Festive Season

Christmas Day, the 25th of December 2013, we arranged for a ‘Déjeuner de Noël’ at a restaurant called ‘La Table Buissonnière’ (buissonnière = female truant, which did not bring us any further towards an acceptable translation of the entire name) situated in downtown Roanne.

We had dinner in this restaurant a few weeks before and the Christmas menu did catch our attention then. So we decided to make a reservation for a table at 12:30PM on Christmas day. This is the menu (left) that seduced us.

‘La Lagouste Fidgi…’ etc. Still visible is Le Coctail Pétillant (pink), already accompanied by the Pinot Gris (light amber). You’d really envy us if you should realize how delicious the Pinot Gris was! Unfortunately we had only one glass, which is very wise as there were 4 different wines served.

‘Dinde de Noël (désossée) Farcie aux Figues, Abricots, Ecrasée de Pomme de Terre a l’huile d’Olive et Persil Plat…’, the main course. That is quite a mouthful and we’re sure you recognize every bit of it on our plate! The French consume turkey and rabbit almost on a daily basis.

‘Le Sapin de Noël…’ etc. Yummie! Of course another glass of wine for a change. Well, it was all we could wish for, so after 2 and a half hours we left absolutely satisfied.

Later that afternoon –so on Christmas Day- a group of eight of our fellow boaters knocked on the door and serenaded us extensively. That was new to us, so we wondered if this might be a sort of tradition in the charity-field and whether we were supposed to open our wallet. Not so at all, they had had some wine together and just felt in the mood to do a thing like this. One could guess the weather circumstances as the chance of doing a thing like this during rain, snow or a hurricane is equal to nil. Yes, it has been relatively warm lately – sometimes it feels like spring!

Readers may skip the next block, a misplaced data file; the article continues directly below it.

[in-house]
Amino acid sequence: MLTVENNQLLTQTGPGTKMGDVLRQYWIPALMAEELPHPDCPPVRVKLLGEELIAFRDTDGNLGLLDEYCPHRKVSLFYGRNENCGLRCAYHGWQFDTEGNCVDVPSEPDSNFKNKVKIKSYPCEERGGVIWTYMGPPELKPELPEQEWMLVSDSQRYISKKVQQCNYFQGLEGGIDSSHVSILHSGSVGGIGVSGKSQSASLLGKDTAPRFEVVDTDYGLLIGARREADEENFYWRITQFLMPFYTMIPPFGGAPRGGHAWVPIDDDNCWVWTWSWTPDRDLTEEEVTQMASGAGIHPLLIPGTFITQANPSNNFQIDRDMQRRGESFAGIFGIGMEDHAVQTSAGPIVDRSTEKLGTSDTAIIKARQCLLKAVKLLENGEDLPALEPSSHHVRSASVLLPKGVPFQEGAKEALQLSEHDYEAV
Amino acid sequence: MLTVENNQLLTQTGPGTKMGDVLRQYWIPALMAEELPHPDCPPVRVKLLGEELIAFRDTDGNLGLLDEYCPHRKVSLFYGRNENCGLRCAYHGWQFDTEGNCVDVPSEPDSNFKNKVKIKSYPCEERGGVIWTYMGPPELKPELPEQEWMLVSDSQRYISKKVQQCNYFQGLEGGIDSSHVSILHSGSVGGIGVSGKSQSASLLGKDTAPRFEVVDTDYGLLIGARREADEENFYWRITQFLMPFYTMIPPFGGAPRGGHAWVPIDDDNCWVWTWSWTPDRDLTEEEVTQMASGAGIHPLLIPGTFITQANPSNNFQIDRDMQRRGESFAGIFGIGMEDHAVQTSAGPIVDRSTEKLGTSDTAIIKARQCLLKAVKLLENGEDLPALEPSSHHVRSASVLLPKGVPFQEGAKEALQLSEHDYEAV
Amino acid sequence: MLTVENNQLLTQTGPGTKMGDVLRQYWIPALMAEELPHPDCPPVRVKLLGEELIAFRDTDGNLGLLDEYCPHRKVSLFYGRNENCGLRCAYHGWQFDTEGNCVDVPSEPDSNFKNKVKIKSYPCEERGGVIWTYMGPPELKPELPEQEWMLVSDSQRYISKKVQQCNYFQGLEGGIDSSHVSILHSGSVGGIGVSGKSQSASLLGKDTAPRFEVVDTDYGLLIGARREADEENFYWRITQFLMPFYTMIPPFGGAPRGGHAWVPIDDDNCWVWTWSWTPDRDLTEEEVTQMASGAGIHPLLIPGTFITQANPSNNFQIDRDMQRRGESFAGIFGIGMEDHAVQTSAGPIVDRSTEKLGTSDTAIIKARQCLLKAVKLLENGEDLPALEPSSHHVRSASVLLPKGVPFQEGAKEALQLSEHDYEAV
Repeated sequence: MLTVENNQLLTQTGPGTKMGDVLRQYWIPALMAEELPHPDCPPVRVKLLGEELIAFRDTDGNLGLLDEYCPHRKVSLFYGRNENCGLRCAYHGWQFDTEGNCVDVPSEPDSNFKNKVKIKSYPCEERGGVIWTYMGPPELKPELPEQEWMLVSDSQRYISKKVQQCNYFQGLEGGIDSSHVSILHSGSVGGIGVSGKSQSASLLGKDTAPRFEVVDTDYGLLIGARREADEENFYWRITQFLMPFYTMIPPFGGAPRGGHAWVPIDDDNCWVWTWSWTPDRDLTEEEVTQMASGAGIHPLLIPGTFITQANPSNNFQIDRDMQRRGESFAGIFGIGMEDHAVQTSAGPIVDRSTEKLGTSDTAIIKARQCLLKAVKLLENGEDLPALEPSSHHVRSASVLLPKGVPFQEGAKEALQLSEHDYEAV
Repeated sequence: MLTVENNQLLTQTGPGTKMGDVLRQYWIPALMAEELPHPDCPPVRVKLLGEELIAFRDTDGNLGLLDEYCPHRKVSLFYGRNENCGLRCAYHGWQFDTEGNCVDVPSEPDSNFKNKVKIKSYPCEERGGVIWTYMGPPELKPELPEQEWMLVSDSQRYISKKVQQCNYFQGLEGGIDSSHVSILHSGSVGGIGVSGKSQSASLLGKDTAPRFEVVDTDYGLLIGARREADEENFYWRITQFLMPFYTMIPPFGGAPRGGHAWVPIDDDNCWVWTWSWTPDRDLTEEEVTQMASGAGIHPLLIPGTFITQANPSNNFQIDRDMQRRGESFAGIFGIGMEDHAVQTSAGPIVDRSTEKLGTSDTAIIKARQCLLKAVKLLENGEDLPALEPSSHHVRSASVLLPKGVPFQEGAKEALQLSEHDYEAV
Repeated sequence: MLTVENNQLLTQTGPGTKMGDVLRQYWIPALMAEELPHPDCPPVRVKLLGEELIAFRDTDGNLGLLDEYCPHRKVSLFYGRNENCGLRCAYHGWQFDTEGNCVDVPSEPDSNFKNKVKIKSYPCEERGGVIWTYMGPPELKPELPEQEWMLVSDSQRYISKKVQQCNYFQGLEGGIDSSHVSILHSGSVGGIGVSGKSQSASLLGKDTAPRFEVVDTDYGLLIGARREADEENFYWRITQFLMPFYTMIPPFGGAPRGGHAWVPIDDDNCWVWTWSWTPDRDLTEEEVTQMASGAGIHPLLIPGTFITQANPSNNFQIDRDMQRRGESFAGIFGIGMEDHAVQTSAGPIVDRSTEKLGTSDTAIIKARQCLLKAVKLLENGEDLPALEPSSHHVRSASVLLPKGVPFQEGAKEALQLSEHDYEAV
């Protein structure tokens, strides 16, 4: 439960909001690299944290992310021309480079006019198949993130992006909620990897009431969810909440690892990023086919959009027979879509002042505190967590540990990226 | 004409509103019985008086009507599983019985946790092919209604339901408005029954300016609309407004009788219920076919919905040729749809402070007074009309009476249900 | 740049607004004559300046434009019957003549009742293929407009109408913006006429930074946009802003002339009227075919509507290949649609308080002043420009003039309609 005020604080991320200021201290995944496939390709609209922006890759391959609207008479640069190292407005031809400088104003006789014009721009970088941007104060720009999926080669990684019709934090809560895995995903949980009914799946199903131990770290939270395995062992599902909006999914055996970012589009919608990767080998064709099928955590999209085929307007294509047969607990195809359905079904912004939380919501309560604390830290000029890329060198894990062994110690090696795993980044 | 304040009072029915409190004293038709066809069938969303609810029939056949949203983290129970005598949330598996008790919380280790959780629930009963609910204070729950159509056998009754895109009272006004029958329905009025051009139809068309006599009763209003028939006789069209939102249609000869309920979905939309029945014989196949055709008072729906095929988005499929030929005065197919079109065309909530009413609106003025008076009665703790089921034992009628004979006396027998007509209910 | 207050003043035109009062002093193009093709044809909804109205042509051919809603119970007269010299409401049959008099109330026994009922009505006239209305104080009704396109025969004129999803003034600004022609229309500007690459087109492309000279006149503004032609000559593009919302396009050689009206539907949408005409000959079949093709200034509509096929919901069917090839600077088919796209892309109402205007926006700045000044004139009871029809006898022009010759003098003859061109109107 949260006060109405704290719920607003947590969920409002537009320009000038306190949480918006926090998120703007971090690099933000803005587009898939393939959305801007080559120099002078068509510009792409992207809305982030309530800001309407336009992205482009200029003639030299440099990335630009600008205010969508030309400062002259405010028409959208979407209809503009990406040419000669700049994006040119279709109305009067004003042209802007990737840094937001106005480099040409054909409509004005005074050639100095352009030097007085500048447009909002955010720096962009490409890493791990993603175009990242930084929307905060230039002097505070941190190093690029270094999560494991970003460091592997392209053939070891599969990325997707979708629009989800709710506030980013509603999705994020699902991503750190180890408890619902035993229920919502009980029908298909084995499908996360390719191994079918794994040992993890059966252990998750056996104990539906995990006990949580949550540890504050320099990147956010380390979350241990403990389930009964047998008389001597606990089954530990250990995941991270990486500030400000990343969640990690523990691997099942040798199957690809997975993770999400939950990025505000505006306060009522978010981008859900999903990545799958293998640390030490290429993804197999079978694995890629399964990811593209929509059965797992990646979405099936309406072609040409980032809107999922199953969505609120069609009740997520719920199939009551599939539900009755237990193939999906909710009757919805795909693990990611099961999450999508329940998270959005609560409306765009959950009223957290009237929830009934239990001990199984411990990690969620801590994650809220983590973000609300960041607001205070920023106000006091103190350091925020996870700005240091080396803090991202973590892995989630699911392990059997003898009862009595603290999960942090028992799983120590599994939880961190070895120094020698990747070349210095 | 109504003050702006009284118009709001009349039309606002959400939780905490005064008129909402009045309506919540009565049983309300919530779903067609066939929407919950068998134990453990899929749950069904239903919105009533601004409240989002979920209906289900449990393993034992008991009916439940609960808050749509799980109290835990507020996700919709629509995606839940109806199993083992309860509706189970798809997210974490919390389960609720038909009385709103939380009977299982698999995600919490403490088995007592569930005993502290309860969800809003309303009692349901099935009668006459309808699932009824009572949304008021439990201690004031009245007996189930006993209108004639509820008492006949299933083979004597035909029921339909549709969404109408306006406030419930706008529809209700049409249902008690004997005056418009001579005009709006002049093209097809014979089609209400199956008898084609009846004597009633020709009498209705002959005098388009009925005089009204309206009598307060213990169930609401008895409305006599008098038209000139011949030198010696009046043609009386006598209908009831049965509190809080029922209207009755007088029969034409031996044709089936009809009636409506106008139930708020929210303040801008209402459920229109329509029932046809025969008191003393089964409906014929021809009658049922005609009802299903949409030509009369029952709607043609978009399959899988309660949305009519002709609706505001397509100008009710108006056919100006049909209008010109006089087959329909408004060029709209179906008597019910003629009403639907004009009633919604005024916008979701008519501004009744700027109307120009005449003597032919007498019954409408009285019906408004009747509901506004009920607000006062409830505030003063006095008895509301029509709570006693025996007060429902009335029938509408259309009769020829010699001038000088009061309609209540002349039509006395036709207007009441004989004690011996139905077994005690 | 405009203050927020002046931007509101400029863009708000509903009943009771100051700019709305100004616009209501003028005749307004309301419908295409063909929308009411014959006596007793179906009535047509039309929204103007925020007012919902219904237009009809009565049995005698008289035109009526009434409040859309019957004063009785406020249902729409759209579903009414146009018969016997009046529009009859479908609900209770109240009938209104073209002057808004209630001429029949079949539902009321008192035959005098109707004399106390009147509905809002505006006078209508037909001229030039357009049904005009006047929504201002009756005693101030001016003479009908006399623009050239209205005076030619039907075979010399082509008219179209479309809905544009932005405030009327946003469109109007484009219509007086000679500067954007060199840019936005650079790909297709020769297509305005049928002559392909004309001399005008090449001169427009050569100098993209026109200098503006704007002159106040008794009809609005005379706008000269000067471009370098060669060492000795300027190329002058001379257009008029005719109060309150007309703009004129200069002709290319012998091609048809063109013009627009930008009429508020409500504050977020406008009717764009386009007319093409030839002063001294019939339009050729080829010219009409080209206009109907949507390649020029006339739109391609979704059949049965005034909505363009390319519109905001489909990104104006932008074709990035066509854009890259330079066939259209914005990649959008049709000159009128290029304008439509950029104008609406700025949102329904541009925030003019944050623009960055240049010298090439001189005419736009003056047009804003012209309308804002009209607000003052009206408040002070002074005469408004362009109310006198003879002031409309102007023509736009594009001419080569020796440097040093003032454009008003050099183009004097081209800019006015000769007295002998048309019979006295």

On Boxing Day the very active boaters-society had organized a social gathering, a tombola and several games included. Oh, of course not to forget food and drink. This picture depicts the welcoming committee.

Food. Only cold, because the regulations related to this venue forbid to serve hot food. Don’t ask us why, we forgot.

Drinks. A close observation will prove that it is not always alcohol that’s the order of the day. Admittedly on a majority of the occasions it is - but not always!

The Tombola was a complicated event. When one’s name was drawn one was allowed to take a present from the lucky dip. So far so good. However - to complicate things, one had the right to skip the lucky dip and to confiscate someone’s present. Only once, by the way, to avoid endless chaos. The ‘robbed one’ was offered to try his/her luck inside the lucky dip once more.

One of us two took a really nice little present from the lucky dip. The other one had a present that no-one, ever, would confiscate. Alas, the nice little present was confiscated and this plastic money box –in the shape of a gold bar- was taken out of the lucky dip at the second try. An ‘unlucky dip’ this time.

Later on there were the games, one of them finding out one’s own occupation by asking questions to the other members of the team. There were four teams that afternoon and we have to be honest: both of us have been unable to contribute decisively to the results of one of the teams we had the honour to be part of. No trophy for us…. It was fun anyway but, on the other hand, gave us a bit of a frightening insight of a possible future existence….

New Year’s evening was a bit of a disappointment. We were invited by a nice couple to celebrate the new year with them – but one of us had caught a really bad cold. So we stayed at home and enjoyed Dutch television, notably the great cabaret performer Theo Maassen. Happy New Year to you all!

This picture is just meant to prove that the temperature is still above normal. Yesterday, Saturday the 4th of January 2014, we still could enjoy a glass of delicious mulled wine on the outside pavement of a nice brasserie in Roanne. In the sunshine. Great.

La Loire this morning, Sunday the 5th of January. Still a sleeping giant.